Appearance-based vehicle localization across seasons in a metric map
Beall, Christopher Allan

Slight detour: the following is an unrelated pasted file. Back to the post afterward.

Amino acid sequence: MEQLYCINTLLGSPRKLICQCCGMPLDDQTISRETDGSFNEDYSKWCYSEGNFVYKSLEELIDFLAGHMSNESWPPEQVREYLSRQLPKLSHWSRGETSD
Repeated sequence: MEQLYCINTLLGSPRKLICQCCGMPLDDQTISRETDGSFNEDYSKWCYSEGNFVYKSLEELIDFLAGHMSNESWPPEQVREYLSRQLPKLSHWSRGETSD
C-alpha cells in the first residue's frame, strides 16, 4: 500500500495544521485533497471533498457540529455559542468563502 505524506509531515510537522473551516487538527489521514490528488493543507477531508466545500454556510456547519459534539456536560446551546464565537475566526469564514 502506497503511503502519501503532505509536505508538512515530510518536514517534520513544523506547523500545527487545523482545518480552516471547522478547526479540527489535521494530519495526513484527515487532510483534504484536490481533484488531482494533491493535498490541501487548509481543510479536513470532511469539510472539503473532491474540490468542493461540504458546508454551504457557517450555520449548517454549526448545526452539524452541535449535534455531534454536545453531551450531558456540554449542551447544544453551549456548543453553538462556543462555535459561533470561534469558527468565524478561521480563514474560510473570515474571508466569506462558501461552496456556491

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Great strides have been made in recent years in developing the necessary technologies to make autonomous cars a reality. However, a number of challenges remain, a major one being that of accurate vehicle localization. This thesis presents a vision-only approach to the outdoor localization problem. The system provides for real-time, metric localization of a moving camera (on a vehicle) in a pre-built 3D map, which is inherently robust with respect to appearance changes. This is achieved by utilizing a novel spatio-temporal map (STM) representation which is built up from multiple drives worth of stereo camera data, as well as a localization algorithm which efficiently retrieves landmarks from the STM to perform appearance-based localization in real-time. The STM encodes the landmark visibility structure of the datasets which were captured to build the map, as well as landmark descriptors and observation times. This visibility structure and meta-data are then exploited for efficient localization. In addition, by splitting the STM up into a number of submaps, computational tractability is ensured during the map-building phase, as well as during localization. Experiments on real data validate that the presented method works better than conventional approaches which operate in a map built of a single dataset.